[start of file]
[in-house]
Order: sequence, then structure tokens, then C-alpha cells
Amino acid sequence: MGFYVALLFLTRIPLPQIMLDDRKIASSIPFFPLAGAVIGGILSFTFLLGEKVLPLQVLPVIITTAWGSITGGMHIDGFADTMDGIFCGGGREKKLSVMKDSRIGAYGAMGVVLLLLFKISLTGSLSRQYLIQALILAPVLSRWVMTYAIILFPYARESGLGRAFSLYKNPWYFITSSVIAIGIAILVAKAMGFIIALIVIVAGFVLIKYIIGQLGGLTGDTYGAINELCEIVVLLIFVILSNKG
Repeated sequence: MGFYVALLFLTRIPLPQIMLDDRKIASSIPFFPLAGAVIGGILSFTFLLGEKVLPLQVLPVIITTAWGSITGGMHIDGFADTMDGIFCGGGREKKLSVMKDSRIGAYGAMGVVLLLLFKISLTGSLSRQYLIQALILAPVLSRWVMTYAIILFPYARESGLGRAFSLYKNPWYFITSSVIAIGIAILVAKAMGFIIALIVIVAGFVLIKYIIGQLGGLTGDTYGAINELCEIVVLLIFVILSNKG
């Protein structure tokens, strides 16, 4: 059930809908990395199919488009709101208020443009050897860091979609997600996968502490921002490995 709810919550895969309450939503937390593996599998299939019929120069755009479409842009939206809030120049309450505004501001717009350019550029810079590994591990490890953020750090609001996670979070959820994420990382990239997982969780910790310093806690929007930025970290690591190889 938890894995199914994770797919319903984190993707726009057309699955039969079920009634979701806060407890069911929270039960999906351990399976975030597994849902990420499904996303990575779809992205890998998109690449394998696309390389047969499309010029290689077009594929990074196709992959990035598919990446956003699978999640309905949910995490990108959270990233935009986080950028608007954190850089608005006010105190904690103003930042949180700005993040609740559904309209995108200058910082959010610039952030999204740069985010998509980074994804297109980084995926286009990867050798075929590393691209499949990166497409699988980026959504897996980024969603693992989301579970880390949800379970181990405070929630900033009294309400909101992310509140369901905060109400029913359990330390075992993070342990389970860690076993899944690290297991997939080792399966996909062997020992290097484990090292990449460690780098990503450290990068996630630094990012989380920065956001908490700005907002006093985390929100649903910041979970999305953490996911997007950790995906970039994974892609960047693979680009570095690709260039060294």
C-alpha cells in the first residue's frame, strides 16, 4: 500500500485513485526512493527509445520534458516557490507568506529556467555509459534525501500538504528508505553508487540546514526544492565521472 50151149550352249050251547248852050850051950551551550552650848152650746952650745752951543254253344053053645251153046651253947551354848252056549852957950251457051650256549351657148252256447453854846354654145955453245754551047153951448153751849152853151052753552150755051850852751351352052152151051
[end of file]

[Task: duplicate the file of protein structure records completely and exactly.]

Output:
[in-house]
Order: sequence, then structure tokens, then C-alpha cells
Amino acid sequence: MGFYVALLFLTRIPLPQIMLDDRKIASSIPFFPLAGAVIGGILSFTFLLGEKVLPLQVLPVIITTAWGSITGGMHIDGFADTMDGIFCGGGREKKLSVMKDSRIGAYGAMGVVLLLLFKISLTGSLSRQYLIQALILAPVLSRWVMTYAIILFPYARESGLGRAFSLYKNPWYFITSSVIAIGIAILVAKAMGFIIALIVIVAGFVLIKYIIGQLGGLTGDTYGAINELCEIVVLLIFVILSNKG
Repeated sequence: MGFYVALLFLTRIPLPQIMLDDRKIASSIPFFPLAGAVIGGILSFTFLLGEKVLPLQVLPVIITTAWGSITGGMHIDGFADTMDGIFCGGGREKKLSVMKDSRIGAYGAMGVVLLLLFKISLTGSLSRQYLIQALILAPVLSRWVMTYAIILFPYARESGLGRAFSLYKNPWYFITSSVIAIGIAILVAKAMGFIIALIVIVAGFVLIKYIIGQLGGLTGDTYGAINELCEIVVLLIFVILSNKG
């Protein structure tokens, strides 16, 4: 059930809908990395199919488009709101208020443009050897860091979609997600996968502490921002490995 709810919550895969309450939503937390593996599998299939019929120069755009479409842009939206809030120049309450505004501001717009350019550029810079590994591990490890953020750090609001996670979070959820994420990382990239997982969780910790310093806690929007930025970290690591190889 938890894995199914994770797919319903984190993707726009057309699955039969079920009634979701806060407890069911929270039960999906351990399976975030597994849902990420499904996303990575779809992205890998998109690449394998696309390389047969499309010029290689077009594929990074196709992959990035598919990446956003699978999640309905949910995490990108959270990233935009986080950028608007954190850089608005006010105190904690103003930042949180700005993040609740559904309209995108200058910082959010610039952030999204740069985010998509980074994804297109980084995926286009990867050798075929590393691209499949990166497409699988980026959504897996980024969603693992989301579970880390949800379970181990405070929630900033009294309400909101992310509140369901905060109400029913359990330390075992993070342990389970860690076993899944690290297991997939080792399966996909062997020992290097484990090292990449460690780098990503450290990068996630630094990012989380920065956001908490700005907002006093985390929100649903910041979970999305953490996911997007950790995906970039994974892609960047693979680009570095690709260039060294």
C-alpha cells in the first residue's frame, strides 16, 4: 500500500485513485526512493527509445520534458516557490507568506529556467555509459534525501500538504528508505553508487540546514526544492565521472 50151149550352249050251547248852050850051950551551550552650848152650746952650745752951543254253344053053645251153046651253947551354848252056549852957950251457051650256549351657148252256447453854846354654145955453245754551047153951448153751849152853151052753552150755051850852751351352052152151051